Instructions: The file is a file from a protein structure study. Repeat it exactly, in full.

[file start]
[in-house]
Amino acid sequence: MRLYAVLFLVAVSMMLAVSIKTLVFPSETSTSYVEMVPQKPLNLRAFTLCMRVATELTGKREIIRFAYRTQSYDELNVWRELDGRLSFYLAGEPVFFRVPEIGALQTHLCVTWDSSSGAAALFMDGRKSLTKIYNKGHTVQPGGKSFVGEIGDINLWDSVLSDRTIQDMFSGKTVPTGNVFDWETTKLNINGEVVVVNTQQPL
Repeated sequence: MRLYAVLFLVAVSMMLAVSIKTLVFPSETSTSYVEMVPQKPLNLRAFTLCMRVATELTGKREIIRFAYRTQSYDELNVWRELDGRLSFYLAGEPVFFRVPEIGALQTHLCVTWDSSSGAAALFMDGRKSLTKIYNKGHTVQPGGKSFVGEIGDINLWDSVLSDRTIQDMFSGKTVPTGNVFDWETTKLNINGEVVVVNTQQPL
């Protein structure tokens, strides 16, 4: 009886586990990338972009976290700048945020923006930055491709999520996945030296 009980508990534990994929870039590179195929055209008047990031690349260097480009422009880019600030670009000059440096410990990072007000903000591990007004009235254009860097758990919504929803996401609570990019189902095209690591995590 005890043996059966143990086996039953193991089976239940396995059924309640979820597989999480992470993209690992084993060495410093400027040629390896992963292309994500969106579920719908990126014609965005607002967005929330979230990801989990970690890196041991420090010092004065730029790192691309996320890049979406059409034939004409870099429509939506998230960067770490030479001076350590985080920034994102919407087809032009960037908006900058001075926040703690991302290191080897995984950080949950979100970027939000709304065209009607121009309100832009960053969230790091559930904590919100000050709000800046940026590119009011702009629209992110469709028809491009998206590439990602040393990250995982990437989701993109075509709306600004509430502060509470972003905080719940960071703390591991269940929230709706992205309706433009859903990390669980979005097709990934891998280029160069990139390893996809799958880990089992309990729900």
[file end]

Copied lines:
[in-house]
Amino acid sequence: MRLYAVLFLVAVSMMLAVSIKTLVFPSETSTSYVEMVPQKPLNLRAFTLCMRVATELTGKREIIRFAYRTQSYDELNVWRELDGRLSFYLAGEPVFFRVPEIGALQTHLCVTWDSSSGAAALFMDGRKSLTKIYNKGHTVQPGGKSFVGEIGDINLWDSVLSDRTIQDMFSGKTVPTGNVFDWETTKLNINGEVVVVNTQQPL
Repeated sequence: MRLYAVLFLVAVSMMLAVSIKTLVFPSETSTSYVEMVPQKPLNLRAFTLCMRVATELTGKREIIRFAYRTQSYDELNVWRELDGRLSFYLAGEPVFFRVPEIGALQTHLCVTWDSSSGAAALFMDGRKSLTKIYNKGHTVQPGGKSFVGEIGDINLWDSVLSDRTIQDMFSGKTVPTGNVFDWETTKLNINGEVVVVNTQQPL
């Protein structure tokens, strides 16, 4: 009886586990990338972009976290700048945020923006930055491709999520996945030296 009980508990534990994929870039590179195929055209008047990031690349260097480009422009880019600030670009000059440096410990990072007000903000591990007004009235254009860097758990919504929803996401609570990019189902095209690591995590 005890043996059966143990086996039953193991089976239940396995059924309640979820597989999480992470993209690992084993060495410093400027040629390896992963292309994500969106579920719908990126014609965005607002967005929330979230990801989990970690890196041991420090010092004065730029790192691309996320890049979406059409034939004409870099429509939506998230960067770490030479001076350590985080920034994102919407087809032009960037908006900058001075926040703690991302290191080897995984950080949950979100970027939000709304065209009607121009309100832009960053969230790091559930904590919100000050709000800046940026590119009011702009629209992110469709028809491009998206590439990602040393990250995982990437989701993109075509709306600004509430502060509470972003905080719940960071703390591991269940929230709706992205309706433009859903990390669980979005097709990934891998280029160069990139390893996809799958880990089992309990729900």